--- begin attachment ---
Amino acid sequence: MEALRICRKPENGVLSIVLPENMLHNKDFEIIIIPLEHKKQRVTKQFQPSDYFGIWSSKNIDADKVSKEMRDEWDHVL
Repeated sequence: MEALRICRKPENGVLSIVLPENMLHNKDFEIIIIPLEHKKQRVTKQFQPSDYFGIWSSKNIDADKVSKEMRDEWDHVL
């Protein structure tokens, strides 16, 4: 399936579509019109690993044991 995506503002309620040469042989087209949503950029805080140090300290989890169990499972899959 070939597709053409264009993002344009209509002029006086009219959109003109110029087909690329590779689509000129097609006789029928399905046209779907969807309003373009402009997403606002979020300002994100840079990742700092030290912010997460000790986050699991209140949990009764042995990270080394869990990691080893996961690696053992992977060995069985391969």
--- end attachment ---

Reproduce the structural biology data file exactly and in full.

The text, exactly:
Amino acid sequence: MEALRICRKPENGVLSIVLPENMLHNKDFEIIIIPLEHKKQRVTKQFQPSDYFGIWSSKNIDADKVSKEMRDEWDHVL
Repeated sequence: MEALRICRKPENGVLSIVLPENMLHNKDFEIIIIPLEHKKQRVTKQFQPSDYFGIWSSKNIDADKVSKEMRDEWDHVL
């Protein structure tokens, strides 16, 4: 399936579509019109690993044991 995506503002309620040469042989087209949503950029805080140090300290989890169990499972899959 070939597709053409264009993002344009209509002029006086009219959109003109110029087909690329590779689509000129097609006789029928399905046209779907969807309003373009402009997403606002979020300002994100840079990742700092030290912010997460000790986050699991209140949990009764042995990270080394869990990691080893996961690696053992992977060995069985391969």